In big, bold letters erected outside its California headquarters, Facebook declared Black Lives Matter. One woman says the gesture was “complete bulls**t”.
The Mark Zuckerberg-led social media giant revealed the sign at Menlo Park in the San Francisco Bay area over the weekend.
Mourners poured in to the streets of capital cities around America carrying Black Lives Matter signs and pleading for the violence to stop. Pictures and videos were beamed around the world.
The video of Mr Castile’s death was streamed live on Facebook after his partner pressed record from the passenger seat while he bled to death in the driver’s seat.
Zuckerberg released a statement declaring the events of the past week “graphic and heartbreaking”.
“Yesterday, a Minnesota woman named Diamond Reynolds went live on Facebook immediately after her fiancé, Philando Castile, had been shot by police in his car. Philando later died from his wounds,” he wrote.
“In the video, Diamond’s four-year-old daughter is watching from the back seat. My heart goes out to the Castile family and all the other families who have experienced this kind of tragedy. My thoughts are also with all members of the Facebook community who are deeply troubled by these events.
“The images we’ve seen this week are graphic and heartbreaking, and they shine a light on the fear that millions of members of our community live with every day. While I hope we never have to see another video like Diamond’s, it reminds us why coming together to build a more open and connected world is so important — and how far we still have to go.”
The message received almost 300,000 likes on Facebook and was coupled by the giant sign at Facebook HQ. But many said Facebook was paying lip service to an issue that required real action.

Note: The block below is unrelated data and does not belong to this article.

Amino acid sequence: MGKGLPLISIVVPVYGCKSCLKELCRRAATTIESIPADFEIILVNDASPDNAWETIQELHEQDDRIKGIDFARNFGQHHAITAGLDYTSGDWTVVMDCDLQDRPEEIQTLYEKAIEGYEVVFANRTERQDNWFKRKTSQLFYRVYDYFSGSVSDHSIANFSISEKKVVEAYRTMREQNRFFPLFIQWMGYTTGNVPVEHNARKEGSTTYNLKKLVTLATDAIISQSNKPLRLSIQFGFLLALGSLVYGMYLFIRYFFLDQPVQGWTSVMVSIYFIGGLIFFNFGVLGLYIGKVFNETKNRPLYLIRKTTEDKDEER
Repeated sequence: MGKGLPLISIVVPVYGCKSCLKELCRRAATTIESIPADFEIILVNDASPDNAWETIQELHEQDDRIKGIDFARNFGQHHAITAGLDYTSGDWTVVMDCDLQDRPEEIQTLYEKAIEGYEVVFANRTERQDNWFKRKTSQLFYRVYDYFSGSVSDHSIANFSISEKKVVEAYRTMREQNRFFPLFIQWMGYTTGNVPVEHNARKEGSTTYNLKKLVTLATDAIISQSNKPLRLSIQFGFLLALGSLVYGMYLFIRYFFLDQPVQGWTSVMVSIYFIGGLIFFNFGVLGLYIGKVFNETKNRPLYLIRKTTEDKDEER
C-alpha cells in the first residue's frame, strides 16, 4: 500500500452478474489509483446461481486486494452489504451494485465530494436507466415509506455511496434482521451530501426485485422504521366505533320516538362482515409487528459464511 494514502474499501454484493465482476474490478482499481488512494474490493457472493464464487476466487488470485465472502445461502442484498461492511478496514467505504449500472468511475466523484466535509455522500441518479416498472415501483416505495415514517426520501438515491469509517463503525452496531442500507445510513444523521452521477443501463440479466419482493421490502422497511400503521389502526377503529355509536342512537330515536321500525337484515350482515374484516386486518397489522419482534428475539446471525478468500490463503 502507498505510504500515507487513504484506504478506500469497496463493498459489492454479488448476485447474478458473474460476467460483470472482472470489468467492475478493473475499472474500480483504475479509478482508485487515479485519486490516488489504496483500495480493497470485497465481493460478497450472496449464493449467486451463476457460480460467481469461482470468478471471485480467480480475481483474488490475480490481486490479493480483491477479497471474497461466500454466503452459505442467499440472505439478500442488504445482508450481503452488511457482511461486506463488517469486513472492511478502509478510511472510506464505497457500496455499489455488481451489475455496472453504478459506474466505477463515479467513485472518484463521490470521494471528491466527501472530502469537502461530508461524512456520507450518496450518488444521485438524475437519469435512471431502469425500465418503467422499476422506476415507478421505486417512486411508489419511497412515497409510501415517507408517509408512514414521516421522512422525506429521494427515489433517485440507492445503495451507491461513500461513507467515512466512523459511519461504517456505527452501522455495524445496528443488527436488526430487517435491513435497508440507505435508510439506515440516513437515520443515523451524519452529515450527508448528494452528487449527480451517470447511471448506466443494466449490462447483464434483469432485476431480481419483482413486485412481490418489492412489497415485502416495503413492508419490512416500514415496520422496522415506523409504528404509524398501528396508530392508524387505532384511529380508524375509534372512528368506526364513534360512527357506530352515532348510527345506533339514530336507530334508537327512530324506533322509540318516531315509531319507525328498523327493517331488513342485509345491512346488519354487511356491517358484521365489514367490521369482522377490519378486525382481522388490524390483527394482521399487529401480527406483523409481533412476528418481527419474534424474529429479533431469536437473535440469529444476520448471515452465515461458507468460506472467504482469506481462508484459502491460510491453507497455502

Wagatwe Wanjuki wrote for Medium that Facebook’s Black Lives Matter sign means nothing.
“As much as I’d like to give Zuckerberg a pat on the back for this move, I can’t. This gesture is complete and utter bullsh*t.
“As a black woman who supports and completely believes in the movement to create a world where black lives matter, I wanted to be overjoyed about this supposedly bold move.
“But I felt indignant instead; the move feels like a cosmetic gesture used to make Facebook and its founder seem anti-racist without having to put any real legwork into affirming the value of black lives.”
The writer says the sign featuring the names of the many black victims of recent shootings — Emmett Till, Oscar Grant, Renisha McBride — is “f***ing cool” but “means absolutely nothing” to her.
“Aside from the signs across the Facebook campuses, the company has continually failed in its everyday operations to assert the value of black lives.”
She said Facebook was “woefully behind” in terms of hiring black employees and as a platform it had failed to stand up for hundreds of thousands who were connecting online.
She said pro-black pages were regularly deleted for violating Facebook’s community standards.
“Normally I would not be this moved to rant about the lip service paid to anti-racism. But Facebook is uniquely equipped to do something meaningful; it has enormous wealth, power, and resources to actually challenge white supremacy and racism that forced black people to have to claim that our lives matter in the first place.
“Facebook. Zuckerberg. Do better. If you truly believe that black lives matter, then do something aside from creating a sign.”
This article was originally published on news.com.au